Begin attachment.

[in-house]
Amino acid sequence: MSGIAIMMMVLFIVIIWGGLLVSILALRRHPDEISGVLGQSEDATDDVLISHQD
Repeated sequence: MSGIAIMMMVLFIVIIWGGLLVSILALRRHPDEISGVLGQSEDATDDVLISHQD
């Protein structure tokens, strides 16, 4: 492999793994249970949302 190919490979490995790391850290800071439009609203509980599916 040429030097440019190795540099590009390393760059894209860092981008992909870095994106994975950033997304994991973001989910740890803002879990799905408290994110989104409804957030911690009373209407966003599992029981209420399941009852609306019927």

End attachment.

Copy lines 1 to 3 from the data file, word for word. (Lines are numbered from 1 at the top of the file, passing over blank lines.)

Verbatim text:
[in-house]
Amino acid sequence: MSGIAIMMMVLFIVIIWGGLLVSILALRRHPDEISGVLGQSEDATDDVLISHQD
Repeated sequence: MSGIAIMMMVLFIVIIWGGLLVSILALRRHPDEISGVLGQSEDATDDVLISHQD